3. From Loch Farraline a road deflects towards Loch Ness (two and a half miles distant) through the pass of Inverfarikaig, than which there is none more picturesquely beautiful and wild in the highlands. Woods of birch line the bottom and mantle the slopes of the deep ravine, from which a few groups and single trees extend along the face of the precipitous rocks above, waving their graceful twigs like flowery garlands along the mountain's brow. At the entrance of the pass from Loch Ness, the eastern side consists, for a considerable space, of a range of perpendicular and rugged precipices. As Loch Ness comes into view, the high and broad frontlet of the " Black Rock," surmounting an ample birch-clad acclivity, terminates the range of precipices, and on its summit we discern the green-clad walls of the ancient vitrified fortress of Dundarduil. We here join the road from Inverness to Fort-Augustus.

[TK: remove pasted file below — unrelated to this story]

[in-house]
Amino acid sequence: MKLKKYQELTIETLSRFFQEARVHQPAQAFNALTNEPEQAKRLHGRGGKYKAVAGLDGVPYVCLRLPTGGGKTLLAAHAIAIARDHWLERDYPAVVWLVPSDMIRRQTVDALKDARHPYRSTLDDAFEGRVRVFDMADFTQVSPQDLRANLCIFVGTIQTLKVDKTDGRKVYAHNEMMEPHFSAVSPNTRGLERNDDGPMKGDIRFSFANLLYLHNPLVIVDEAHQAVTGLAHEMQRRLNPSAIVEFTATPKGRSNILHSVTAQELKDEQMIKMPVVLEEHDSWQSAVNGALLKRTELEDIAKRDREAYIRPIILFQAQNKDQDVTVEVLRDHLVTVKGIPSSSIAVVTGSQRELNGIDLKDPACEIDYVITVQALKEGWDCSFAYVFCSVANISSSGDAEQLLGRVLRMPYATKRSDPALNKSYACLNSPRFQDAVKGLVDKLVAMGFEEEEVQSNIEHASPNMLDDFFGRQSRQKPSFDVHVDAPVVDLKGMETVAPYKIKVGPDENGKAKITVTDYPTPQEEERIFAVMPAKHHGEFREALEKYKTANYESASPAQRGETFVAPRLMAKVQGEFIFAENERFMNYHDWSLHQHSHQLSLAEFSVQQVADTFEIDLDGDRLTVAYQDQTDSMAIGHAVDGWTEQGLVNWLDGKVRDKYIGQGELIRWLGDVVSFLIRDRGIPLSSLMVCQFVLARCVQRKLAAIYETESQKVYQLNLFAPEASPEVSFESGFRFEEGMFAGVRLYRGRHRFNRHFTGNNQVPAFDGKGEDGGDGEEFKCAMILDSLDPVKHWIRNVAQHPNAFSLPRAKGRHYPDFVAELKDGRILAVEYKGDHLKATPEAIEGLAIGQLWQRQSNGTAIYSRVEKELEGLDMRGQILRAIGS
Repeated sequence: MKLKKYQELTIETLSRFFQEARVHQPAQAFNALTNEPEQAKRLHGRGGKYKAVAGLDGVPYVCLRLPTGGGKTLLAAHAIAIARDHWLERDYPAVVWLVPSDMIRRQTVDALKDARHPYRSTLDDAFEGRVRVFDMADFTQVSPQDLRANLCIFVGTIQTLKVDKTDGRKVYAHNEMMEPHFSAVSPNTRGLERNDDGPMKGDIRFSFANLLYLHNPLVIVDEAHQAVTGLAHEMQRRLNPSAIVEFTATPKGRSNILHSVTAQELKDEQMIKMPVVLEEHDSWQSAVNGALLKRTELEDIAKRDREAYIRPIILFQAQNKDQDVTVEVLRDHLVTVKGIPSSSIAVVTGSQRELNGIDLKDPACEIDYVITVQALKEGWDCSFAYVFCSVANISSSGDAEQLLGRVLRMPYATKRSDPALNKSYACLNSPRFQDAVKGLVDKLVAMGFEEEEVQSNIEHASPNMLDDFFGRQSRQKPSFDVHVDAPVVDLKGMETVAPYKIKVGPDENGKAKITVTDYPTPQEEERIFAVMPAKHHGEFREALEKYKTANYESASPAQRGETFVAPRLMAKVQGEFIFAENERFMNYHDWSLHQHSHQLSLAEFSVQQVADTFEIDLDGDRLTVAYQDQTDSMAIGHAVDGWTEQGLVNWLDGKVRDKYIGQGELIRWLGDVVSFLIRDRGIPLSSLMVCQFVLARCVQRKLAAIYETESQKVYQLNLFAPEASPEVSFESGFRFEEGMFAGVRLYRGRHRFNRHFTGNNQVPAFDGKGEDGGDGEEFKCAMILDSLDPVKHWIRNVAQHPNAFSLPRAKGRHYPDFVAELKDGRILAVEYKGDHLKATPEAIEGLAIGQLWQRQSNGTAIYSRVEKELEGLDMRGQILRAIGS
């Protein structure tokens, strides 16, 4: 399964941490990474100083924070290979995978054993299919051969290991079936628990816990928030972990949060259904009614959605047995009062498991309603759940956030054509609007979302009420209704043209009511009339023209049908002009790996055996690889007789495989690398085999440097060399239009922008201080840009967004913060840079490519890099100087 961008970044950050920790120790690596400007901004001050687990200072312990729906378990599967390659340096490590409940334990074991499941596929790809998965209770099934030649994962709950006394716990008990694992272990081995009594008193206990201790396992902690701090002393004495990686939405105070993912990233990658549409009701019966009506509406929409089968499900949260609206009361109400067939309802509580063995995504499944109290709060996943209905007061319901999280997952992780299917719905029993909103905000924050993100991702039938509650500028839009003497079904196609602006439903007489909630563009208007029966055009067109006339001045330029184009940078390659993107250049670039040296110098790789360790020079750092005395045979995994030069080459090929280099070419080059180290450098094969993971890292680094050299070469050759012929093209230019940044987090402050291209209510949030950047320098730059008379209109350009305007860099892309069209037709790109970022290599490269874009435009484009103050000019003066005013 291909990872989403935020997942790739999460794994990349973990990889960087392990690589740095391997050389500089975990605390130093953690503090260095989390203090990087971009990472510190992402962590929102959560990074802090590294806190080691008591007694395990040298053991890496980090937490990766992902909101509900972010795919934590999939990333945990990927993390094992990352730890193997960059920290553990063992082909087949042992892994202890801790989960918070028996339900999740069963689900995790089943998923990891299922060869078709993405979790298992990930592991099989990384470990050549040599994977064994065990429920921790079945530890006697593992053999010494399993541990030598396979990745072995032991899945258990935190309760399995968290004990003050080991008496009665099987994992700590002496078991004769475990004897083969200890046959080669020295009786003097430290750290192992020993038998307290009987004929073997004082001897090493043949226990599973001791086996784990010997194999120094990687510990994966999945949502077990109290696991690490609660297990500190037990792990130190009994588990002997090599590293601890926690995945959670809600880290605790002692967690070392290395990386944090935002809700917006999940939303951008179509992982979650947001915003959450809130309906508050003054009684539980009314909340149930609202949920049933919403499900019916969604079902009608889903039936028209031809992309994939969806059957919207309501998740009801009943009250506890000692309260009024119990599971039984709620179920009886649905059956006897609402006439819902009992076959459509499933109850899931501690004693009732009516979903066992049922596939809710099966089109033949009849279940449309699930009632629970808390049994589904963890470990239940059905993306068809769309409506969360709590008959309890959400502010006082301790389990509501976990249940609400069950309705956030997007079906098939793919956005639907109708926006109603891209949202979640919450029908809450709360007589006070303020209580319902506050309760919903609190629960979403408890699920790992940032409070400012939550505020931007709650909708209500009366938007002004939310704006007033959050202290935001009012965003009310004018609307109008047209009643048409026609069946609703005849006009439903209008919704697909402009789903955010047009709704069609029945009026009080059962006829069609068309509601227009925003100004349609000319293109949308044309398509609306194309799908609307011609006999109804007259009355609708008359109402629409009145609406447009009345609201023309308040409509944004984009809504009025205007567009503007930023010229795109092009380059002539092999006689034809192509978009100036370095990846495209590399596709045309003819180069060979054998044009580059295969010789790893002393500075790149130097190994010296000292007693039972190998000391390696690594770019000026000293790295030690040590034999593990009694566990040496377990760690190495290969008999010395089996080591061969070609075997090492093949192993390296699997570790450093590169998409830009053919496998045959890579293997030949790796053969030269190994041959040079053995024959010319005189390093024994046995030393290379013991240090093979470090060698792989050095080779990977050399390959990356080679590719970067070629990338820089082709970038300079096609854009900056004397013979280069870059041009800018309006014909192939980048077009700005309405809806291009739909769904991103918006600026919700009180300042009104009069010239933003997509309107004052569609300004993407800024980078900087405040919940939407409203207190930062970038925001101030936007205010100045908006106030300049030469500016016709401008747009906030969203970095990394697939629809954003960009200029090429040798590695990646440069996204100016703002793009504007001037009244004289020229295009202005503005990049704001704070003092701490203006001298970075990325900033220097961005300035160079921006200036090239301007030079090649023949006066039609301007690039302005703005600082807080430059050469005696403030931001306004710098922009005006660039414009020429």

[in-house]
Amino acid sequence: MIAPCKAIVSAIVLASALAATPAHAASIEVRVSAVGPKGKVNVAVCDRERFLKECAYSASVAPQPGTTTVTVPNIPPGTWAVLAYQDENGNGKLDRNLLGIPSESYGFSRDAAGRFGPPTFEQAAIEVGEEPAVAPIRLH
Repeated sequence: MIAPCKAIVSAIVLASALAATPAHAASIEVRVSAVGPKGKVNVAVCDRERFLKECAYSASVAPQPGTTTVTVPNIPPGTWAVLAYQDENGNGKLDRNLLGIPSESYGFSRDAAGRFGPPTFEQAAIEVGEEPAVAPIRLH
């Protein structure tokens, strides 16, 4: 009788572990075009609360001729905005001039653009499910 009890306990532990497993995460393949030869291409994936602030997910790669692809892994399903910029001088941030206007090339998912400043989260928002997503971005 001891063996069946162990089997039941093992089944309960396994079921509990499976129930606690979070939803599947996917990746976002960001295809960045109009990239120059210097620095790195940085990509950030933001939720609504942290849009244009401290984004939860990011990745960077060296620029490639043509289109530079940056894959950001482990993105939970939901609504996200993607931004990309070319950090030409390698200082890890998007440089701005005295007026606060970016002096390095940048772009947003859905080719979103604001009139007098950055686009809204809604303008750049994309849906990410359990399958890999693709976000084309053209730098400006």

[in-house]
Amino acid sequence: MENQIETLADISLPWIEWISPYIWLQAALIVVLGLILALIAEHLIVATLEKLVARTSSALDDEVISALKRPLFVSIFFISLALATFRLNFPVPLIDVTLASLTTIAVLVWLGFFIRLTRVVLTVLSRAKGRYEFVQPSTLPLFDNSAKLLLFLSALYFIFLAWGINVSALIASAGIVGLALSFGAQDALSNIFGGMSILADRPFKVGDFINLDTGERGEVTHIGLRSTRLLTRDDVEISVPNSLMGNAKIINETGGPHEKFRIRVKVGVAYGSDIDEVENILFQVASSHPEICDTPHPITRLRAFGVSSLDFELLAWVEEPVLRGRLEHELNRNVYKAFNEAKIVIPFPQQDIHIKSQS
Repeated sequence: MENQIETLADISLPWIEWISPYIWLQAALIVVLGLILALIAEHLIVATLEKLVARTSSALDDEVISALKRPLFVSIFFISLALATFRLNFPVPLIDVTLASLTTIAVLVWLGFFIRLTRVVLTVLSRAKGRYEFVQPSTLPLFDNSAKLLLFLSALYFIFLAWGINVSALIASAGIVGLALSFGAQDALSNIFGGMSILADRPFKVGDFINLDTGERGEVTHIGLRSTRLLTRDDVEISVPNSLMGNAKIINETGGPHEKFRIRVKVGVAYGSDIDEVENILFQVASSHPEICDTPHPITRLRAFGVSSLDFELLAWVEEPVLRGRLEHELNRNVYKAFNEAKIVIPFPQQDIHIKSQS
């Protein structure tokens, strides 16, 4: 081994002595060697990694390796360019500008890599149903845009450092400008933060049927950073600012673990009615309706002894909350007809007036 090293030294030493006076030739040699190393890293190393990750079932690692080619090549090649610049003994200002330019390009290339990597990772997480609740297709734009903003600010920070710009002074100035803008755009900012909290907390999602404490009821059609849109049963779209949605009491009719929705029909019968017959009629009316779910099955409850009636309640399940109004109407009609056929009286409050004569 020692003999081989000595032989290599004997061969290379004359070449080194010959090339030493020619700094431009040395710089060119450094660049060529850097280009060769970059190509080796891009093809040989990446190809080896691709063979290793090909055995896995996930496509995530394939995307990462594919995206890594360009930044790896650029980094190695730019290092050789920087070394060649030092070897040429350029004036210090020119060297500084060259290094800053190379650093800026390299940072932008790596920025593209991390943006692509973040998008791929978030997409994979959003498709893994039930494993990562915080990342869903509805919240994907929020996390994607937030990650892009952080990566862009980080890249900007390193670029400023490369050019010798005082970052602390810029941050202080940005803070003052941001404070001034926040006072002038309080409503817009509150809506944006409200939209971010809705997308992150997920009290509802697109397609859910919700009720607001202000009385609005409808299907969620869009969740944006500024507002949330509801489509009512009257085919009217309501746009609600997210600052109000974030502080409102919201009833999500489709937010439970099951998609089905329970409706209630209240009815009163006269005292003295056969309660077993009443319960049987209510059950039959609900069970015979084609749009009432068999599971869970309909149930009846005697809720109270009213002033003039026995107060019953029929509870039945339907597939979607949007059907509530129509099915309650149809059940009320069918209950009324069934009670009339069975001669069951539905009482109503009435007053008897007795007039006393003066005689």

4. Besides the road now pointed out, there is another (fifteen miles long) from Inverness to Inverfarikaig and Farraline, which passes through a different portion of Stratherrick from that just described. It proceeds by Drummond (one mile west of Inverness), Torbreck, and Essich, over the ridge of Drumashie, and attains a great height above Loch Ness. Nearly opposite the end of this lake it passes a series of wild and black-looking lochs lying in the hollows of a moorish table-land; and beyond these it winds among some of the most barren and rocky hills of Stratherrick. At the west end of Loch Ruthven (one of these lakes, celebrated for its trout, and where the last shot was discharged for Prince Charles on the retreat from Culloden, sometimes called the battle of Drummossie Moor) there is a high detached conglomerate rock, on the summit of which is a stone structure called Dunriachy, "the stronghold of the ocean king," which appears to have been one of a chain of similar structures extending across the island, and which here seems to carry on the communication from the vitrified forts of Nairnshire and Craig Phadrick, to the valley of L rquhart and the shores of Loch Ness. The present fortress, though strongly walled round, is not vitrified. Soon after quitting it, the road branches into two, one part proceeding south through the central districts of Stratherrick, and joining the road already described between Abersky and Farraline; while the other branch keeps to the right hand and proceeds towards Loch Ness. It passes by Bochrubin and Leadelune, and a small hamlet called Ballachernoch, where the first and a most magnificent view of Loch Ness, backed by Mealfourvounie and the Glen Moriston hills, bursts on our sight. The road then descends the hill opposite Dundarduil by means of a series of traverses cut among the rocks, and joins the Fort-Augustus road at Inverfarikaig. This last route is well worthy of the tourist's notice, were it only for the sake of the splendid burst of Loch Ness from the plateau above these traverses.